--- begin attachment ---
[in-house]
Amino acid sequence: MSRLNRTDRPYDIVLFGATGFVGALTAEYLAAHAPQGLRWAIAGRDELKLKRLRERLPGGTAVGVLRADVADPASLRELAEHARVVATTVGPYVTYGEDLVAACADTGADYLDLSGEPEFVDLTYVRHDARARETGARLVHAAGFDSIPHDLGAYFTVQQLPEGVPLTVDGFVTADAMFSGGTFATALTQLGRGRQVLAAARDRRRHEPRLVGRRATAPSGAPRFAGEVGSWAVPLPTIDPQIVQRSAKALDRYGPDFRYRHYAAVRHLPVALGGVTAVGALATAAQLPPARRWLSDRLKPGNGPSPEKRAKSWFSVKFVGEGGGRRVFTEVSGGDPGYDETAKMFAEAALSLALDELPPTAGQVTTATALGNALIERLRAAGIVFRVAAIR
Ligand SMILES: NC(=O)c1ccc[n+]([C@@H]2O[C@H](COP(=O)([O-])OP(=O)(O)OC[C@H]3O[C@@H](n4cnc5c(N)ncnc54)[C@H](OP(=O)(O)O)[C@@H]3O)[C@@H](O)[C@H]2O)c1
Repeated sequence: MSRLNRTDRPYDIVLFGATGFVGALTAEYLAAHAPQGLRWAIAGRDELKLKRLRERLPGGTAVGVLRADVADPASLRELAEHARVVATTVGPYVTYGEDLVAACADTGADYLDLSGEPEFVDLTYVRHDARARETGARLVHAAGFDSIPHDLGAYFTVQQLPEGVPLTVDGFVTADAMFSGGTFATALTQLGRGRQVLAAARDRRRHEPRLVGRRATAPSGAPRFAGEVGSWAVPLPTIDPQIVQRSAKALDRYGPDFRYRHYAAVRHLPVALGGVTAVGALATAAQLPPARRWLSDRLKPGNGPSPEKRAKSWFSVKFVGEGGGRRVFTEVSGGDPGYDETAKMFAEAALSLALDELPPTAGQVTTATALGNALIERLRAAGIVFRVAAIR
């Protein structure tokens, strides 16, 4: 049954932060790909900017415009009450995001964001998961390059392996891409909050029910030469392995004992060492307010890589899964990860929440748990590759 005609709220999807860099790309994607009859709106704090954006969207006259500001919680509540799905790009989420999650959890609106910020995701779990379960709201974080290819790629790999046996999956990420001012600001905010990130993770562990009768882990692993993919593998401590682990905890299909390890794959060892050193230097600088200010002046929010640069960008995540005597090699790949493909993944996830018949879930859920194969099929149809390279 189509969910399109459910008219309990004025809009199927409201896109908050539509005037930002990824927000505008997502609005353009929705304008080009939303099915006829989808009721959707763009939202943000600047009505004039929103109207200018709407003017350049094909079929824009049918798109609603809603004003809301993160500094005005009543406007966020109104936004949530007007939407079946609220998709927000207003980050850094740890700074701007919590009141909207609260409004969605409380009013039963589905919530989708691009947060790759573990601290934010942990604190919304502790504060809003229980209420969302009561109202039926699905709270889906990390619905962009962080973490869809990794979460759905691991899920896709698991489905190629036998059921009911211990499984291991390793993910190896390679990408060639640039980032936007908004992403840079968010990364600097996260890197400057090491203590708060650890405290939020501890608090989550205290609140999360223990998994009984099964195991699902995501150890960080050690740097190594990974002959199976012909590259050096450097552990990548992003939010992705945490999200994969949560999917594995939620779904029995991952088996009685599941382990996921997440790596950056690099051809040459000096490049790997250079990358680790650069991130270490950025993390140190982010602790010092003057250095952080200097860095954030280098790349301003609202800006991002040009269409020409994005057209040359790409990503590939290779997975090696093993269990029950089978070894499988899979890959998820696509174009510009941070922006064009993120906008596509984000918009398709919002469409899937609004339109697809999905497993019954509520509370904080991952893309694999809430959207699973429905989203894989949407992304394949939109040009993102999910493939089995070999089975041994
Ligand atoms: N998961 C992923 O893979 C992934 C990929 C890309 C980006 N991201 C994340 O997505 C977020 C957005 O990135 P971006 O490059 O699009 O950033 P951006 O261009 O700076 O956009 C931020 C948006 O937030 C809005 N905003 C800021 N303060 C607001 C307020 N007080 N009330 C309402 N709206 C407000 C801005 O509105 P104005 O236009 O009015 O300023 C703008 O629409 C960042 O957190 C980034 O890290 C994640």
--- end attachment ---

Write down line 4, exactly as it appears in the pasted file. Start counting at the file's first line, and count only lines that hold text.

Repeated sequence: MSRLNRTDRPYDIVLFGATGFVGALTAEYLAAHAPQGLRWAIAGRDELKLKRLRERLPGGTAVGVLRADVADPASLRELAEHARVVATTVGPYVTYGEDLVAACADTGADYLDLSGEPEFVDLTYVRHDARARETGARLVHAAGFDSIPHDLGAYFTVQQLPEGVPLTVDGFVTADAMFSGGTFATALTQLGRGRQVLAAARDRRRHEPRLVGRRATAPSGAPRFAGEVGSWAVPLPTIDPQIVQRSAKALDRYGPDFRYRHYAAVRHLPVALGGVTAVGALATAAQLPPARRWLSDRLKPGNGPSPEKRAKSWFSVKFVGEGGGRRVFTEVSGGDPGYDETAKMFAEAALSLALDELPPTAGQVTTATALGNALIERLRAAGIVFRVAAIR